A Woody Allen Walking Tour of New York City
He'll take Manhattan: from Annie Hall to Zelig
As the Republican Convention unfolds in New York, the drama will be mostly focused on platform planks, policy, speechmaking, sound bites and the like. There will be characters of all sorts paraded across the stage, and New York will become a mere backdrop for lots of partisan politics and protests. But for those in search of the Big Apple's real spirit, it would behoove both visiting Republicans and full-time New Yorkers alike to take a tour of the sites that have become more familiar courtesy of Woody Allen, whose films serve as loving, visual (and sometimes neurotic) reminders of what makes New York such a personally affecting place. Woody's New York is an authentic New York; as much about offbeat delis and street corners as it is about skylines and museums.
So if you're ready to walk off some angst, then let's visit some of Woody Allen's most memorable New York filming locations.
1977 - Annie Hall
Considered by many to be his best ever, the bittersweet story of a quirky neurotic named Annie Hall did as much for alternative female fashions as it did for the filmmaker's career. All of a sudden, women were wearing men's ties, vests and hats, and Woody was viewed as more of an "artist" who dealt with adult themes and humor versus some of his lighter works (i.e. Sleeper and Love and Death). Autobiographical or not, Annie Hall won Oscars that year for Best Picture, Best Actress (Diane Keaton), Director (Woody Allen), and Original Screenplay.
Some of the film's more memorable landmarks include the Beekman Theatre, located at 1254 Second Avenue. This is where Alvy Singer (Woody) is accosted by a fan who recognizes him (when Annie is late for the movie and Alvy is waiting outside for her.) Another theater, the Thalia Cinema, was once located at 250 West 95th Street. Torn down in 1987, this was where Alvy bumped into Annie (as she takes her new boyfriend to see The Sorrow and the Pity) at the ending to Annie Hall. As far as Annie's apartment goes, while the exact location remains a mystery, it was definitely located somewhere on 70th Street between Lexington and Park Avenues.
1979 - Manhattan
Manhattan remains a favorite of most Woody Allen aficionados. Shot in stark black and white and set to a powerful Gershwin score, it dealt with awkward adult themes in a genuinely touching manner, and featured a wonderfully sinister turn by Meryl Streep (as Woody's estranged, now-lesbian ex). A young Mariel Hemingway played Woody's teenage love interest in the film, and it was at John's Pizzeria (278 Bleecker Street in Greenwich Village) where she broke the news to him that she was off to London to study. A real-life haunt of Woody's, the classic New York restaurant Elaine's, (1703 Second Avenue between East 88th and East 89th Street) is where the film opens, with Woody waxing on to his friends about the trials and tribulations of dating a 17-year old. The iconic poster image for the film of Woody and Diane Keaton seating on a bench together was shot at Riverview Terrace on Sutton Square, just beneath the 59th Street Bridge on the east side of Manhattan. Perhaps the most famous scene from the movie, this is where Woody and Diane Keaton watch the sun come up together, in the shadow of the bridge. (There's no longer a bench located where the pair sat.)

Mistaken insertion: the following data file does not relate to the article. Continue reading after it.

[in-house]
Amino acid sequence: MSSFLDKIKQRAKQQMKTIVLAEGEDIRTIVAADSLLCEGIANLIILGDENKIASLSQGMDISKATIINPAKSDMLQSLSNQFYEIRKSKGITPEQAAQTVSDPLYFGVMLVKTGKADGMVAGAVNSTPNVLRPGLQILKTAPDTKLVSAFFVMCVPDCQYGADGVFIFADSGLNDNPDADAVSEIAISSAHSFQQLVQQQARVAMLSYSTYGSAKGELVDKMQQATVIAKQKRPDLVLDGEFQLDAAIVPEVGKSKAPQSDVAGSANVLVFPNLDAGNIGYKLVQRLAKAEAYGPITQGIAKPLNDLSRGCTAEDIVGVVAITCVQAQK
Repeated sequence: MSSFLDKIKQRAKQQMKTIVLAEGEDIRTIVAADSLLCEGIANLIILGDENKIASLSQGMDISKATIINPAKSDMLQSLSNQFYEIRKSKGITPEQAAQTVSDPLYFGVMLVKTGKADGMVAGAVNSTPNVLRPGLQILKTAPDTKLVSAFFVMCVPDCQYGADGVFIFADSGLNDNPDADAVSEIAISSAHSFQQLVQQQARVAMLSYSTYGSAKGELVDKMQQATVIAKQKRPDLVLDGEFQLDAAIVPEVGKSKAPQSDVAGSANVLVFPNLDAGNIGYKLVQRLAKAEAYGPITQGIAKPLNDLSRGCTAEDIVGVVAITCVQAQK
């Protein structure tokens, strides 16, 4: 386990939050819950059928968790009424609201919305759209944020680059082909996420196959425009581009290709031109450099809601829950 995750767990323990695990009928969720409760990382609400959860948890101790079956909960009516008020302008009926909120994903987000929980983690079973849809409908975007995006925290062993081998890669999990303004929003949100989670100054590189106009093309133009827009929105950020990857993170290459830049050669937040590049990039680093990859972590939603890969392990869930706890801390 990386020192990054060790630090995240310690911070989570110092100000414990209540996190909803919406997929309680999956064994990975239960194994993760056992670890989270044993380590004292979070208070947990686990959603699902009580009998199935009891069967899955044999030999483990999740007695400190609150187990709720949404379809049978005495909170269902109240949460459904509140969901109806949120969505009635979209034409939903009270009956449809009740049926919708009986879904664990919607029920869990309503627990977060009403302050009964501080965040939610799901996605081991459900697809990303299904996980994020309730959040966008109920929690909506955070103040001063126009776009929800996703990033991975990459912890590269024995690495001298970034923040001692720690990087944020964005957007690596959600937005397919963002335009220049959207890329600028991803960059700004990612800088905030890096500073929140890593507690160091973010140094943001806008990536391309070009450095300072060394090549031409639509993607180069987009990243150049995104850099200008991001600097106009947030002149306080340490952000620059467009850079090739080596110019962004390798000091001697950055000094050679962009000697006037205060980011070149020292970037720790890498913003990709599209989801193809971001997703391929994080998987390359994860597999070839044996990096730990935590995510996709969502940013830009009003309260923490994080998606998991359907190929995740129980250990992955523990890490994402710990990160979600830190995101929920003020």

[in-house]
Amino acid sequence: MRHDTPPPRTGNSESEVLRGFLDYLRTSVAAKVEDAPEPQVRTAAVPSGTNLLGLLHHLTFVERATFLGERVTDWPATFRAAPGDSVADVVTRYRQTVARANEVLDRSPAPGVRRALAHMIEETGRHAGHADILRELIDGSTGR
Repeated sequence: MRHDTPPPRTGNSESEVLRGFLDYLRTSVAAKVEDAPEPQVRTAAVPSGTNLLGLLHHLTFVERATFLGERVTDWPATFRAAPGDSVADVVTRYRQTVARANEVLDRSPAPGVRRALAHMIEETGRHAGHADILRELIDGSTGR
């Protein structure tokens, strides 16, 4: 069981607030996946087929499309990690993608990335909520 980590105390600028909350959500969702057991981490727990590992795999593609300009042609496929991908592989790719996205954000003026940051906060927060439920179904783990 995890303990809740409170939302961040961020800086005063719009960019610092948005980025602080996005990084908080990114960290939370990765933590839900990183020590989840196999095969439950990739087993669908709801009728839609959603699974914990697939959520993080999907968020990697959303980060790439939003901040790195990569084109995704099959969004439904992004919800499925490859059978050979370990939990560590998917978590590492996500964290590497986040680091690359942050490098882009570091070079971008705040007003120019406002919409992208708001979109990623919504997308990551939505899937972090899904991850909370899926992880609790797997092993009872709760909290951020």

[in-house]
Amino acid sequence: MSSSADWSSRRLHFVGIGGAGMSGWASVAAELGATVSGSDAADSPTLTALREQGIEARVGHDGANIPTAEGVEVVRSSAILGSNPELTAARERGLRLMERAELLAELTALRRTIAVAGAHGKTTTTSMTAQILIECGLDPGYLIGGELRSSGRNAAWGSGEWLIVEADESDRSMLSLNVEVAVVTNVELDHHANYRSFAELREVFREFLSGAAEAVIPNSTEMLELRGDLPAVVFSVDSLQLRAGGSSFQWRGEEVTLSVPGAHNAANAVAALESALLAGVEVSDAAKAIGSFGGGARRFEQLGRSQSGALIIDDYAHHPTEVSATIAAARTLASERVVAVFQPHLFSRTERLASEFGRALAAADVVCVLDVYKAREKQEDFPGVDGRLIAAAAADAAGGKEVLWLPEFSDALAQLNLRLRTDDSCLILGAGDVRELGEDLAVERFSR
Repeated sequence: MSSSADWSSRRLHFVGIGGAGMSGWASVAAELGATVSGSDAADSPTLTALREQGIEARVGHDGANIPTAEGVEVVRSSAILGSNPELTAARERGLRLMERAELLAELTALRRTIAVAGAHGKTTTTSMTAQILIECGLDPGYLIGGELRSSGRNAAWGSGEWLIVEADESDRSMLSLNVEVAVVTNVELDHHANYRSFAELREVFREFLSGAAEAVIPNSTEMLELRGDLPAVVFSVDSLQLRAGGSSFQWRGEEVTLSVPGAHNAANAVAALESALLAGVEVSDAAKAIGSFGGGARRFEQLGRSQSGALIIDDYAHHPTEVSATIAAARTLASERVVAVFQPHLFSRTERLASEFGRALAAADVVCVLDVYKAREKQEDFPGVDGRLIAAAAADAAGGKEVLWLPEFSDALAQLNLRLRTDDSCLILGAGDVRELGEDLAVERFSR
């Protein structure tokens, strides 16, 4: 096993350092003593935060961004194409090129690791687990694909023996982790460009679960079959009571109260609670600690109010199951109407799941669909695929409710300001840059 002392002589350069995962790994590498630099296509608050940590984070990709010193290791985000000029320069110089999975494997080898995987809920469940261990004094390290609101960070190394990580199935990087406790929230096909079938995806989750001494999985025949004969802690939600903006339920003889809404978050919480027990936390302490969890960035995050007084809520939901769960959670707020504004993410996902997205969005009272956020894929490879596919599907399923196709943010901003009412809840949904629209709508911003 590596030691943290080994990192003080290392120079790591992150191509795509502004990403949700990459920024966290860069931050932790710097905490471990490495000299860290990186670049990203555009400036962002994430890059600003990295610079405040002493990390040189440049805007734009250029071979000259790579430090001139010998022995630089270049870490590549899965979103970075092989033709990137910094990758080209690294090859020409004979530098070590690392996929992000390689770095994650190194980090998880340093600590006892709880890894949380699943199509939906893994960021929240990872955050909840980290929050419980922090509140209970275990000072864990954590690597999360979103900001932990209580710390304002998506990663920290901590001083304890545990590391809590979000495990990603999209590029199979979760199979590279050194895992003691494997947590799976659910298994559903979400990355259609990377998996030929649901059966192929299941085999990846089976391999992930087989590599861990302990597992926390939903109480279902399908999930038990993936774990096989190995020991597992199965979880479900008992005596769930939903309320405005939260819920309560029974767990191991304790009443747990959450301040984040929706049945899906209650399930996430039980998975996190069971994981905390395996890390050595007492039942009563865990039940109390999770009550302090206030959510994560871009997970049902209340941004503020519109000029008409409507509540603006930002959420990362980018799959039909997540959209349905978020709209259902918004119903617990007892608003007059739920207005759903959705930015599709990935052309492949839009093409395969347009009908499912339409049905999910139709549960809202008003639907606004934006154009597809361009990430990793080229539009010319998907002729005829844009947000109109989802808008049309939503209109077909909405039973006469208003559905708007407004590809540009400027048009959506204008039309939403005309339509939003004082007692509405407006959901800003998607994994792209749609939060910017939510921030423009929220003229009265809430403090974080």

1984 - Broadway Danny Rose
This 1984 effort focused on the career of Danny Rose, a small-time, two-bit Broadway talent agent whose roster of hopeless, hapless clients and bad luck send him on a series of adventures, recalled by some old Borscht belt comedians who swap Danny Rose stories at one of New York's most famous delis, The Carnegie. Another real life spot frequented by Woody Allen over the years, it remains virtually unchanged since the film and also stands as one of the most authentic New York culinary experiences. The Carnegie Deli is located at 854 Seventh Avenue.
1986 - Hannah and Her Sisters
Another critical and box office success, Hannah and Her Sisters focused primarily on the complex lives and relationships of several women (including "Hannah," played Mia Farrow) and also featured wonderful performances by Michael Caine, Max Von Sydow and Maureen O'Sullivan, among others. A sophisticated, deeply emotional (and also very funny) film, Hannah and Her Sisters featured many New York City locations. Pomander Walk, located at 260-266 West 95th Street (through to 94th Street) is where the architect (played by Sam Waterston) takes Dianne Wiest and Carrie Fisher on a favorite building tour, including a walk through this beautiful mock-Tudor village.The Langham, located at 135 Central Park West, was where Hannah lived and where her memorable Thanksgiving dinners were held each year. The St. Regis-Sheraton Hotel (2 East 55th Street) is where Michael Caine and Barbara Hershey conducted their clandestine affair after meeting at the Pageant Print and Book Store (now the Central Bar), located at 109 East Ninth Street in the East Village.
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